One of our favorite urban myths/conspiracy theories is that of Smokey And The Bandit III and the role Jackie Gleason played in it. The plot is as disorganized as a South Korean Parliament fight, but Sheriff Justice essentially bets his badge (at his retirement party, for some reason) against his ability to transport a fish. To make things even more confusing, Jerry Reed decides to transition from Snowman to actually playing the Bandit himself. This has all led to the conspiracy theory that they originally had Gleason play both the roles of the Bandit and the Sheriff but this confused test audiences and they put Snowman in the role of the Bandit. We just think the film is bad. However, it's a better theory than simply stating that union labor killed the American car, a point made by wojo90 and QOTD.
I have a feeling that there may be some union hating going on in this thread. While I don't think that they're entirely saintly, I can understand why they would do some things, like fight to keep cars made in America. GM, Ford, and Chrysler would have happily shipped out all of their production to Mexico and Japan much more and way sooner that they have without the UAW. Look at the electronics industry, there aren't any radios, televisions or iPods that are not made in China that are less than forty years old.
Many people don't realize it, but the unions have probably boosted their salary in some way, too. Is there a chance that doctors would be paid as much as they are today without the UAW workers and their excellent health benefits? If you've ever worked at a minimum-wage job, you've felt the benefits of a union. Perhaps unions may have grown too big or too powerful in the recent years, but I still believe that they are basically a good thing. The core purpose of a union is to keep the workers from being abused, and paid fairly for their work, and having a better life. And that is what being an American is about.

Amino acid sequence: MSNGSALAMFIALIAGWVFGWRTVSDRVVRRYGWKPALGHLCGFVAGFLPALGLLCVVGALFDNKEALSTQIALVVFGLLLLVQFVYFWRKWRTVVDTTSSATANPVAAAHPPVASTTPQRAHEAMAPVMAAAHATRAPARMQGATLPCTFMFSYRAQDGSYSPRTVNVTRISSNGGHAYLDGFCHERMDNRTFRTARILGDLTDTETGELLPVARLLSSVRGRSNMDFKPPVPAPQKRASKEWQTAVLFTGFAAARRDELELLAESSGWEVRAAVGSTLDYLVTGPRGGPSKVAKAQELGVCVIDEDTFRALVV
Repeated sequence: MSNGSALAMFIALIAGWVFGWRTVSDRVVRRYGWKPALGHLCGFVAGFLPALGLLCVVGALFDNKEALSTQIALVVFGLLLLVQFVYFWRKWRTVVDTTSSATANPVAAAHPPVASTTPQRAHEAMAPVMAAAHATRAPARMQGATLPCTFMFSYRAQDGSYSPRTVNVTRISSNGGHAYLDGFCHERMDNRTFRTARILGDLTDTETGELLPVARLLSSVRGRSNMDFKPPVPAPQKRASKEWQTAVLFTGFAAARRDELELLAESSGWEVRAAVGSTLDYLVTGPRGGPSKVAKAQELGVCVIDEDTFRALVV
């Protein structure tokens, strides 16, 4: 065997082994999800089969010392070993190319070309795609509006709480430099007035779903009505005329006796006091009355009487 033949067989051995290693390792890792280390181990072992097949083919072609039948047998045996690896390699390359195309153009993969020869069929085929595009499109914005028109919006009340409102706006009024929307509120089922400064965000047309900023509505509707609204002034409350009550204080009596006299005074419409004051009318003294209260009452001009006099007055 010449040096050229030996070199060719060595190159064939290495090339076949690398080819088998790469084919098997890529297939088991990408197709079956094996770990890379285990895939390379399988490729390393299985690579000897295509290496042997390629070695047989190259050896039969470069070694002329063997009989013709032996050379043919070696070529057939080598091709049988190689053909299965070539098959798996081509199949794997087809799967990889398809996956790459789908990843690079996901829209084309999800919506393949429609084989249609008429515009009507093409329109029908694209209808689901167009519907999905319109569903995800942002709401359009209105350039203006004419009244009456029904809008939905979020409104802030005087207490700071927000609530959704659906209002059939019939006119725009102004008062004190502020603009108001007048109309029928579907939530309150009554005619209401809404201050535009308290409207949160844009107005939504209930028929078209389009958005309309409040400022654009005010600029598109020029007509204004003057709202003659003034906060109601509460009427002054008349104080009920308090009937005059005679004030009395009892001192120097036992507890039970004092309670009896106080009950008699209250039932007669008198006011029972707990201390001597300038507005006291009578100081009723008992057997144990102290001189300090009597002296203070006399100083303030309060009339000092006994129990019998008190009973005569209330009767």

When graduating high school last year, I noticed that some of my classmates weren't really cut out for college. In today's world, a high school diploma isn't really worth much, and after graduation, it is either go to college and become a professional, or work the graveyard shift at Wal-Mart and live below the poverty line. And while I find myself doing the former, however, I still hate to see that happening.
The blame for the decline of the American auto industry does not rest squarely on the shoulders of the UAW. The line worker only does as he is told, and builds what he is told to build. Blame the designers for forcing unattractive cars on the public. Blame the accountants for cost-cutting the cars into mediocrity. Blame the executives for mismanaging the companies for decades. But do not merely write it off as a union conspiracy.
And so I say to Mr. Hardigree's question, since the Mustang and Corvette have been spoken for, the best union made car is the 1968-70 Dodge Charger. Uniquely American, with great style, power, and innovation.